Asda Robroyston store
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To the north, it directly adjoins Auchinairn (part of Bishopbriggs) in the neighbouring East Dunbartonshire local authority area. The Glasgow neighbourhoods of Balornock and Barmulloch lie to the west, but these are largely separated from Robroyston by a nature reserve. Land to the east towards North Lanarkshire is open countryside, which has made the area a popular location for housing developments. Land to the south is also unoccupied, but is on the opposite side of the M80 motorway, Junction 2 of which directly serves the area.
It was where Scottish leader William Wallace was turned over to English soldiers in 1305. At the site of Wallace's capture there stands a monument — there have also been proposals put forward for a visitors centre in the area, at the site of the monument. On the monument there is a plaque in Latin
'Dico tibi verum, libertas optimum rerum, nunquam servili sub nexu, vivito fili', which translates to 'I tell you the truth, the best of all things is freedom, never son, live under the bonds of slavery' which was taught to William Wallace in his boyhood.
Robroyston Hospital was built as a municipal smallpox and tuberculosis hospital and opened in 1918. It was temporarily used as a military hospital in 1918–19. By 1925, 450 beds at Robroyston were devoted to tuberculosis patients, almost half of Glasgow's total complement. In 1945 a maternity unit was added. In 1948, Robroyston joined the National Health Service under the Board of Management for Glasgow Northern Hospitals. In 1974 it was placed in the Northern District of the Greater Glasgow Health Board. It closed in 1977.
A small housing community of mainly minrers' rows formed the village of Robroyston c. 1929 to the east of the Barmulloch estates. At that time an open cast mine occupied the land that has now become Robroyston Park and these houses were occupied mostly by workers. The Barmulloch housing estate was developed throughout the 1950s and in turn absorbed the original Robroyston village, comprising Zena Street (extended to Barmulloch), Earnock Street, Olive Street, Sheila Street, Winifred Street and Hilda Crescent, with most of the housing being cottage flats.
Throughout the 1990s, large-scale housing developments were undertaken to the north east of the original village in the land that was commonly known as Robroyston Mains in this part of the Urban/rural fringe of Glasgow. The houses in the initial phase are within four clusters: Brookfield, Briarcroft, Glendale and Louden Hill. This drastically increased the population of the suburb to some 8300 people. As a result of the boom in population, the area became chronically deficient in infrastructure and provision of many local services, although this problem has been lessened somewhat by the construction of Asda and Aldi superstores.
Robroyston is underdeveloped in terms of community facilities, but a newly opened primary school (Wallacewell Primary) with community access out of hours is nearby. The Church of Scotland has responded to the growing needs of this new community by establishing Robroyston Church behind Asda at Saughs Drive in the Glendale Estate. Robroyston Church runs both Girls' and Boys' Brigades and employs two youth workers to work with the local teenagers. The church building is also used by a number of other organisations including a parent and toddler group.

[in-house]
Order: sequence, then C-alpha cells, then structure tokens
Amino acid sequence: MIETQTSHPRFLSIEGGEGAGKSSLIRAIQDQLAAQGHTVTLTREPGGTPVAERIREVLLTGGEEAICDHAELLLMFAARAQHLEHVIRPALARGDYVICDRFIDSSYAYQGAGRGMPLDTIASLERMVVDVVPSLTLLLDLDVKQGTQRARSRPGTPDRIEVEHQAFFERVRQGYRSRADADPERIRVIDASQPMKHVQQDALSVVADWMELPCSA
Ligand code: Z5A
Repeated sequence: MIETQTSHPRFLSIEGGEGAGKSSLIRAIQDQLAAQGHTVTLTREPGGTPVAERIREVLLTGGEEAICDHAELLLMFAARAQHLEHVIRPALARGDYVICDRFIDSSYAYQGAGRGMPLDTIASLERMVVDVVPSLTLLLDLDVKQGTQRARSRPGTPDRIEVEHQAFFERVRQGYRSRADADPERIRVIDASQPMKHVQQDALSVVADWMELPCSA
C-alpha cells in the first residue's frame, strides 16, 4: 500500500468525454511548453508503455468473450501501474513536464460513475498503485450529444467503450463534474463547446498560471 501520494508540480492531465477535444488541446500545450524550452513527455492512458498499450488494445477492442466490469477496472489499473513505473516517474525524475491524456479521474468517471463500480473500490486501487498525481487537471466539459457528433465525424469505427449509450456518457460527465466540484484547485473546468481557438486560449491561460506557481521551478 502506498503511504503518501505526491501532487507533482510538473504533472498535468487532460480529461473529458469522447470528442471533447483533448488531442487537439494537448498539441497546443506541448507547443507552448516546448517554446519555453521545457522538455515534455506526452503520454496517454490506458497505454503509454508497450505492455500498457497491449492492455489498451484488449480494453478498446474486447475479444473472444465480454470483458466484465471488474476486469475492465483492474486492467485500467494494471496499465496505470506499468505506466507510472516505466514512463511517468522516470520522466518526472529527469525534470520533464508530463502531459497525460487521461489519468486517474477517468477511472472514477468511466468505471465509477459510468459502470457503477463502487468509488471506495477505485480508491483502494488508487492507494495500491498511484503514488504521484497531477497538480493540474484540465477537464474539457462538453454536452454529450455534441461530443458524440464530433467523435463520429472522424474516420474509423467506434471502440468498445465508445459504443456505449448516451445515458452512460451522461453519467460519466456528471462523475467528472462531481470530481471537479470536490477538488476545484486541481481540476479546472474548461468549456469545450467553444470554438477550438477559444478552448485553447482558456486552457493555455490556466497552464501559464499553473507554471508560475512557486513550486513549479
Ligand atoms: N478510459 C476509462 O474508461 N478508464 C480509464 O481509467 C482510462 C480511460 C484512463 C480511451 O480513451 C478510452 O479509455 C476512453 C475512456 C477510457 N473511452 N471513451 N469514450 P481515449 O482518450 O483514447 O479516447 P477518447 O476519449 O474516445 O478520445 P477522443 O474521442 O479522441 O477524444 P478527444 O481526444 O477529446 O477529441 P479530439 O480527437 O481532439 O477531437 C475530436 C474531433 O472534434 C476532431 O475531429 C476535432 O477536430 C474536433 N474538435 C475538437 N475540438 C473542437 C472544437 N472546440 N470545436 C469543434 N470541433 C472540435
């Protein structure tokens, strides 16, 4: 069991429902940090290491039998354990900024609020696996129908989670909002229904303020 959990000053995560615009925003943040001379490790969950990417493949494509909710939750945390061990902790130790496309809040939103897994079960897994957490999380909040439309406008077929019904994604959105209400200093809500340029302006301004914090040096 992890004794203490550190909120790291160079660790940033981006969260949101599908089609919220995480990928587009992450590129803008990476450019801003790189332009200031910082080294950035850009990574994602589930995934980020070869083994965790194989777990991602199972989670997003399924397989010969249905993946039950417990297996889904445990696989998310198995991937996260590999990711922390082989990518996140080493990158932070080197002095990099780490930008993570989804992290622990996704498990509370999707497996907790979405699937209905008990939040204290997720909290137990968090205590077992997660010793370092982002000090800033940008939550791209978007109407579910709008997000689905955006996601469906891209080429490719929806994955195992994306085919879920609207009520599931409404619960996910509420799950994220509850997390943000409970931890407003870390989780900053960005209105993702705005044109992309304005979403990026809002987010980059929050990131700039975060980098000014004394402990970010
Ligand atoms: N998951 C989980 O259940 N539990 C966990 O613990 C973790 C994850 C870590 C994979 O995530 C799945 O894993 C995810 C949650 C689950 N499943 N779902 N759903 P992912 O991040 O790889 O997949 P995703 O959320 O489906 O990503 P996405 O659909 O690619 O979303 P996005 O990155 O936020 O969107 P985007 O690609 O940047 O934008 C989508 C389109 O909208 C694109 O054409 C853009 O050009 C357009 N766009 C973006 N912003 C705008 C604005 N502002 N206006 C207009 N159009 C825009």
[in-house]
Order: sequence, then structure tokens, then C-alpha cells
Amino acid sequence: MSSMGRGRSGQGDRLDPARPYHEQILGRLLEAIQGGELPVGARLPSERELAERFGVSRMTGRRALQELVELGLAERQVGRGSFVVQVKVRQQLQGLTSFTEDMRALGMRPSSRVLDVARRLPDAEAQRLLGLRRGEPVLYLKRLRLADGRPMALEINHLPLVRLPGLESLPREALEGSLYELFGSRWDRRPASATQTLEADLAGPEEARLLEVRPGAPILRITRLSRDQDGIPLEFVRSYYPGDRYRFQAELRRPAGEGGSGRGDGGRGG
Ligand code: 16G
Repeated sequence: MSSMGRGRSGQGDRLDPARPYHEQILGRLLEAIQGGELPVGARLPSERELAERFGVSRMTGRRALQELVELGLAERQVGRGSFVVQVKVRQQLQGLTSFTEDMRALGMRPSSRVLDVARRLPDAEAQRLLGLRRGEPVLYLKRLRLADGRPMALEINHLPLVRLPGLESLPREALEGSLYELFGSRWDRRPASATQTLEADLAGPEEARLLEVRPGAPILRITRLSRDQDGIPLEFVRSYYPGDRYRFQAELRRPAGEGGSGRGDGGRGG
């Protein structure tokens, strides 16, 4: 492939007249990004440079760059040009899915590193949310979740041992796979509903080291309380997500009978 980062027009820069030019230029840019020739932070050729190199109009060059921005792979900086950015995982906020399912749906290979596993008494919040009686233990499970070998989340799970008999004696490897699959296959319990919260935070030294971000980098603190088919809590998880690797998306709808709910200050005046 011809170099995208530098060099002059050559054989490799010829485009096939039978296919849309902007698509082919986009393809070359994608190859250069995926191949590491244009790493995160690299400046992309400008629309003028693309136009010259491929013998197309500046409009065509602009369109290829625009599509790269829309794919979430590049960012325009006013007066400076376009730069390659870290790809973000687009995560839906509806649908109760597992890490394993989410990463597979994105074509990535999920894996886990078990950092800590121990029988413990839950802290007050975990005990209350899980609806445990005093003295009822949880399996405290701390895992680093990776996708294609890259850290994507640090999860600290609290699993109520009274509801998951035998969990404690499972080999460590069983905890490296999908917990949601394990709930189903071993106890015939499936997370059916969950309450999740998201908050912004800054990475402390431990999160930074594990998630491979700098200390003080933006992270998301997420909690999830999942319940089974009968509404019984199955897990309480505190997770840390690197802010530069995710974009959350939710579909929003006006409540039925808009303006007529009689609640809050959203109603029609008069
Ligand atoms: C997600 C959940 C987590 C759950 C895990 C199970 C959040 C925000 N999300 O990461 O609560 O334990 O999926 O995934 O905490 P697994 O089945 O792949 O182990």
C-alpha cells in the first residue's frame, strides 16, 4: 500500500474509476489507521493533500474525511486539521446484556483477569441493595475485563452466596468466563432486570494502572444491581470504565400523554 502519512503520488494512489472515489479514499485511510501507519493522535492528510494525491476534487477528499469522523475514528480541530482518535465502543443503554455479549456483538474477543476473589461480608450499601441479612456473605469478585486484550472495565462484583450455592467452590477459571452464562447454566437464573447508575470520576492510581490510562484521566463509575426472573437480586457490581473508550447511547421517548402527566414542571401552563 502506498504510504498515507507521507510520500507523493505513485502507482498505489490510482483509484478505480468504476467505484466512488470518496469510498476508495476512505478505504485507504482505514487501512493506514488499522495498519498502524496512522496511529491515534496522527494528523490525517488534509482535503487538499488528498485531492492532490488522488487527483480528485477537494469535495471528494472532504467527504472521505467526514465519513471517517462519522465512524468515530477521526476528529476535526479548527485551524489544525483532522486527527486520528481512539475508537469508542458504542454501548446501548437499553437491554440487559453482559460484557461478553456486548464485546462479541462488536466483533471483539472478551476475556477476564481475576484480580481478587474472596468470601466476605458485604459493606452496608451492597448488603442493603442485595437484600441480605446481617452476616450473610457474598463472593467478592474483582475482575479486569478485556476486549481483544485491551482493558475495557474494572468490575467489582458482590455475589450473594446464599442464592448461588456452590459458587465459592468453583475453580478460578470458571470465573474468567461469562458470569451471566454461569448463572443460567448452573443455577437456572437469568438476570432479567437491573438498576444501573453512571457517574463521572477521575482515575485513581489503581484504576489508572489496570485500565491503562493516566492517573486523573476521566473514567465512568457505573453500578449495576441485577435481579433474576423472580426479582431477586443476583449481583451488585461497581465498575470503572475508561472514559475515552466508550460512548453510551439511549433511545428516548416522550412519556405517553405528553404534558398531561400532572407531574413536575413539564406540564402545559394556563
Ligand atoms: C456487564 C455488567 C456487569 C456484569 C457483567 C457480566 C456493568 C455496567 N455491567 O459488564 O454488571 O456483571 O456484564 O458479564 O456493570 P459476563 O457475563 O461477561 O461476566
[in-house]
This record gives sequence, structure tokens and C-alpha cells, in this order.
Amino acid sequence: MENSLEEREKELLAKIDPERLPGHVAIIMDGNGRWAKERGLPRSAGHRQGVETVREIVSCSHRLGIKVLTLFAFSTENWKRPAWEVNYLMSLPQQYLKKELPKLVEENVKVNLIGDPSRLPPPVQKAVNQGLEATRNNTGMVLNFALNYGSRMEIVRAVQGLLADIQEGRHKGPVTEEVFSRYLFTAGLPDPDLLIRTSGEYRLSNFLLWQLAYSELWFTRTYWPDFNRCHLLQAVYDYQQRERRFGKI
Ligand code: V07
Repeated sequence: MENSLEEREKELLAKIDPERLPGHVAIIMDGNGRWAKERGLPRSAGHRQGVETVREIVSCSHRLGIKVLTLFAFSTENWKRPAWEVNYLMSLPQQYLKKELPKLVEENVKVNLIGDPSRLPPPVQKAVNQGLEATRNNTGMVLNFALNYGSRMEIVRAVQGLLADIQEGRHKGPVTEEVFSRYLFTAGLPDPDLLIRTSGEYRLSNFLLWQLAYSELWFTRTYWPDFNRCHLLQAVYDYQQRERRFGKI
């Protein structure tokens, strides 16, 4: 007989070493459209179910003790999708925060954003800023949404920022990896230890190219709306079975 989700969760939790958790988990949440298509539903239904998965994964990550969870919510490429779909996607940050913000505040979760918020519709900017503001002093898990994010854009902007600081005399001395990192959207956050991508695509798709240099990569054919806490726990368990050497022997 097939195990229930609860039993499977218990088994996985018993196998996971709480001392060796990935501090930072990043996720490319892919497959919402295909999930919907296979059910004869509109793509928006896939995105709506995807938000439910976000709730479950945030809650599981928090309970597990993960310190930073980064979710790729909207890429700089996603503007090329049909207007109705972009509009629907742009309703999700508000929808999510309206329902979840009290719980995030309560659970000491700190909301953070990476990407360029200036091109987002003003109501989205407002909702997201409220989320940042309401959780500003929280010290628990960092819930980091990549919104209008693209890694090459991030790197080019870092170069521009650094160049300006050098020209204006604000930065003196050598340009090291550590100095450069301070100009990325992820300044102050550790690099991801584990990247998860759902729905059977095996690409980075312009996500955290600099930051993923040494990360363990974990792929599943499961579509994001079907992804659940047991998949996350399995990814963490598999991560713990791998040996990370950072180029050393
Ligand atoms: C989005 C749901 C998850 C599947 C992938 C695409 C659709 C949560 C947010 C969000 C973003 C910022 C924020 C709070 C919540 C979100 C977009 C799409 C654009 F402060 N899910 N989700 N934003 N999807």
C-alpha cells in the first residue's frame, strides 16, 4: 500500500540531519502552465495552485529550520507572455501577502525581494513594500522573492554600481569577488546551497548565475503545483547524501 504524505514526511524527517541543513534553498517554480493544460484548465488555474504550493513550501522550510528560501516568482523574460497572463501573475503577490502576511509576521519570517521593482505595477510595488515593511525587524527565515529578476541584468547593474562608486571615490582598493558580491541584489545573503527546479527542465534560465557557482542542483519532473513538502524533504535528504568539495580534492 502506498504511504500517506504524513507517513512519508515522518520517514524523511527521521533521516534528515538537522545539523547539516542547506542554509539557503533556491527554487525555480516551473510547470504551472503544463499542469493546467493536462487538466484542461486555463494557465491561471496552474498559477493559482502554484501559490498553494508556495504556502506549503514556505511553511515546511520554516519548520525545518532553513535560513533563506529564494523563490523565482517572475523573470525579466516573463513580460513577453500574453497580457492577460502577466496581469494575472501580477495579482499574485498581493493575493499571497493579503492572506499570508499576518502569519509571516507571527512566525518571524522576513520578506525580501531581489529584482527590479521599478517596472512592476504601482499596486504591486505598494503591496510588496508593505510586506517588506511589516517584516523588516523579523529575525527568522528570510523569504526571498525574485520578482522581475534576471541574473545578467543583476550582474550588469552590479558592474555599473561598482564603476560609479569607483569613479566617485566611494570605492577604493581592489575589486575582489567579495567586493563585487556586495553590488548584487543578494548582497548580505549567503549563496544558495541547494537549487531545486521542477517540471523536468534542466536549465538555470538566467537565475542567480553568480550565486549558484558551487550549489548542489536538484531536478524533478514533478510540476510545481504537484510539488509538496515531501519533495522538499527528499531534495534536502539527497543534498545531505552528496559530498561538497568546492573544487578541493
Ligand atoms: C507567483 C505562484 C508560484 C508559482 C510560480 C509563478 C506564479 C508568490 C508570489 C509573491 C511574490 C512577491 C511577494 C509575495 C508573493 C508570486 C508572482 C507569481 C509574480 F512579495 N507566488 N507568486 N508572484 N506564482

The development of the Nova Technology Park also looks to boost the local economy and jobs market. Currently, the area is dependent on neighbouring Bishopbriggs, however, a new development which will bring many new homes and leisure and health facilities, as well as a new train station, worth £300 million has been approved by Glasgow City Council, so this should address the lack of facilities in Robroyston.
Robroyston's proximity to the M80 motorway permits easy access to Glasgow city centre as well as direct commuter routes to Falkirk, Stirling and Edinburgh. Development is continuing at Robroyston, and demand is expected to be high for new properties at the Stewart Milne Campsie Meadows development (around the site of the local mansion, Robroyston House), Cala Homes Wallacefield and Dickie Homes Robroyston Estate which are situated close to the original modern Robroyston development and near the site of the Wallace Memorial.
In August 2007, the new Wallace Well Retail Park opened for business; Homebase, Watt Brothers and B & M occupy the available units. There is also a McDonald's fast food outlet based in the grounds of the Retail Park.
- Old Glasgow and Its Suburbs in their Celtic Gard: Also Parish of Baldernock – Kirkintilloch to Stirling – Robroyston by Neil Thomson with 80 pages.
- "Robroyston Park". Woodland Trust. Retrieved 16 July 2018.
- [http://www.robroyston.org/ William Wallace & Springburn Museum
- "Glasgow, Robroyston, Robroyston Hospital". Canmore. Retrieved 16 July 2018.
- "Glasgow, Robroyston Colliery". Canmore. Retrieved 16 July 2018.
- "Glasgow, Robroyston Mains". Canmore. Retrieved 16 July 2018.
- http://www.scottish-enterprise.com/sedotcom_home/services-to-the-community/stc-keyprojects/clydecorridor/glasgowscience/novatechnologypark.htm scottish-enterprise.com
- "Major step forward for council plan to build new train station and 1600 homes in north east Glasgow". Glasgow Live. 23 March 2017. Retrieved 16 July 2018.
- "1600 homes to be built in Robroyston". Archived from the original on 18 April 2013. Retrieved 1 August 2012.
- "Glasgow, Robroyston House". Canmore. Retrieved 16 July 2018.
- "Robroyston first new station to be funded through Scottish Stations Fund". Rail Technology Magazine. 27 September 2016. Retrieved 16 July 2018.
- From a copy of Old Glasgow published by Coghill in 1907 with no ISBN